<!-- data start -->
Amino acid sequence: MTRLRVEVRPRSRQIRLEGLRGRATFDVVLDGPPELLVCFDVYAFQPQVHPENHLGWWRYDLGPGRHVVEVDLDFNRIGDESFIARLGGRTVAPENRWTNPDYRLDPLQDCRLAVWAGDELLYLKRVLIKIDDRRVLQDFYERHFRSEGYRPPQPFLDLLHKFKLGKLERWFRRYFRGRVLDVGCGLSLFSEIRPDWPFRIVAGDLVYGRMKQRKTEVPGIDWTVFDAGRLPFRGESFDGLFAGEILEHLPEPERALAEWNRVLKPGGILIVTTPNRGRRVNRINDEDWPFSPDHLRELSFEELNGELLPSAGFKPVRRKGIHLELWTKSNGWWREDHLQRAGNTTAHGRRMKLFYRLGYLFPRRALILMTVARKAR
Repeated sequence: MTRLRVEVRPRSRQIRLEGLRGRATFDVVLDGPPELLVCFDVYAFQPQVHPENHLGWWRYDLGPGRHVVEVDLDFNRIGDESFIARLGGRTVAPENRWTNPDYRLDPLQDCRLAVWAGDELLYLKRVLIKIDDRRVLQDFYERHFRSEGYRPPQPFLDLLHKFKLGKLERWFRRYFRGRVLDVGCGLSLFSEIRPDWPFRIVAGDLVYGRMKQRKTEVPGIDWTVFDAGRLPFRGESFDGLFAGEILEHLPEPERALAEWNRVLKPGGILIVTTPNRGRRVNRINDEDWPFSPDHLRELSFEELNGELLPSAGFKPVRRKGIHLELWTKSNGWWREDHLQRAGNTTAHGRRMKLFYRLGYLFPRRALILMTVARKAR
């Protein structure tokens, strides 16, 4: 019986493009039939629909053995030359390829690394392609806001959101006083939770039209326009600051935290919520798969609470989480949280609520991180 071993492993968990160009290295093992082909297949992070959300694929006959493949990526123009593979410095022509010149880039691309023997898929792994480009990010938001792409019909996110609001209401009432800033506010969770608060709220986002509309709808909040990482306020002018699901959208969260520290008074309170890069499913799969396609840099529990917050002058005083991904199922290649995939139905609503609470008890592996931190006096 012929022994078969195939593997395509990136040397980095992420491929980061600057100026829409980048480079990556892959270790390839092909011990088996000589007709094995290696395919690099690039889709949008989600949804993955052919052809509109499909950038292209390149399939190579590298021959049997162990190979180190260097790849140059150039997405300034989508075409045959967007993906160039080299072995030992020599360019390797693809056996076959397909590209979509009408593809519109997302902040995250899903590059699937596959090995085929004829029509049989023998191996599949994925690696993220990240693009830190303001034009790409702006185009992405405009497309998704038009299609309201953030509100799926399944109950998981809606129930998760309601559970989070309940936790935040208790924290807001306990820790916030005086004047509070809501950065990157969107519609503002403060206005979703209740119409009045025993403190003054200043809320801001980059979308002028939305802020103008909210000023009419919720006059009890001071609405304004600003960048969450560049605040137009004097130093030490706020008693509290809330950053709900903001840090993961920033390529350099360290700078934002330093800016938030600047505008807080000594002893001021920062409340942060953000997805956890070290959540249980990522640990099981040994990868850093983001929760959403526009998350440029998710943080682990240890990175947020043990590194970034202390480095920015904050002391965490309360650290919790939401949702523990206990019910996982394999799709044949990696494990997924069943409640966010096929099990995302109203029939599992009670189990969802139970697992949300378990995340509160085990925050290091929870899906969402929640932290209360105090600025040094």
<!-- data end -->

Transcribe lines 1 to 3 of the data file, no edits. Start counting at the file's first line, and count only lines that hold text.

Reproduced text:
Amino acid sequence: MTRLRVEVRPRSRQIRLEGLRGRATFDVVLDGPPELLVCFDVYAFQPQVHPENHLGWWRYDLGPGRHVVEVDLDFNRIGDESFIARLGGRTVAPENRWTNPDYRLDPLQDCRLAVWAGDELLYLKRVLIKIDDRRVLQDFYERHFRSEGYRPPQPFLDLLHKFKLGKLERWFRRYFRGRVLDVGCGLSLFSEIRPDWPFRIVAGDLVYGRMKQRKTEVPGIDWTVFDAGRLPFRGESFDGLFAGEILEHLPEPERALAEWNRVLKPGGILIVTTPNRGRRVNRINDEDWPFSPDHLRELSFEELNGELLPSAGFKPVRRKGIHLELWTKSNGWWREDHLQRAGNTTAHGRRMKLFYRLGYLFPRRALILMTVARKAR
Repeated sequence: MTRLRVEVRPRSRQIRLEGLRGRATFDVVLDGPPELLVCFDVYAFQPQVHPENHLGWWRYDLGPGRHVVEVDLDFNRIGDESFIARLGGRTVAPENRWTNPDYRLDPLQDCRLAVWAGDELLYLKRVLIKIDDRRVLQDFYERHFRSEGYRPPQPFLDLLHKFKLGKLERWFRRYFRGRVLDVGCGLSLFSEIRPDWPFRIVAGDLVYGRMKQRKTEVPGIDWTVFDAGRLPFRGESFDGLFAGEILEHLPEPERALAEWNRVLKPGGILIVTTPNRGRRVNRINDEDWPFSPDHLRELSFEELNGELLPSAGFKPVRRKGIHLELWTKSNGWWREDHLQRAGNTTAHGRRMKLFYRLGYLFPRRALILMTVARKAR
């Protein structure tokens, strides 16, 4: 019986493009039939629909053995030359390829690394392609806001959101006083939770039209326009600051935290919520798969609470989480949280609520991180 071993492993968990160009290295093992082909297949992070959300694929006959493949990526123009593979410095022509010149880039691309023997898929792994480009990010938001792409019909996110609001209401009432800033506010969770608060709220986002509309709808909040990482306020002018699901959208969260520290008074309170890069499913799969396609840099529990917050002058005083991904199922290649995939139905609503609470008890592996931190006096 012929022994078969195939593997395509990136040397980095992420491929980061600057100026829409980048480079990556892959270790390839092909011990088996000589007709094995290696395919690099690039889709949008989600949804993955052919052809509109499909950038292209390149399939190579590298021959049997162990190979180190260097790849140059150039997405300034989508075409045959967007993906160039080299072995030992020599360019390797693809056996076959397909590209979509009408593809519109997302902040995250899903590059699937596959090995085929004829029509049989023998191996599949994925690696993220990240693009830190303001034009790409702006185009992405405009497309998704038009299609309201953030509100799926399944109950998981809606129930998760309601559970989070309940936790935040208790924290807001306990820790916030005086004047509070809501950065990157969107519609503002403060206005979703209740119409009045025993403190003054200043809320801001980059979308002028939305802020103008909210000023009419919720006059009890001071609405304004600003960048969450560049605040137009004097130093030490706020008693509290809330950053709900903001840090993961920033390529350099360290700078934002330093800016938030600047505008807080000594002893001021920062409340942060953000997805956890070290959540249980990522640990099981040994990868850093983001929760959403526009998350440029998710943080682990240890990175947020043990590194970034202390480095920015904050002391965490309360650290919790939401949702523990206990019910996982394999799709044949990696494990997924069943409640966010096929099990995302109203029939599992009670189990969802139970697992949300378990995340509160085990925050290091929870899906969402929640932290209360105090600025040094």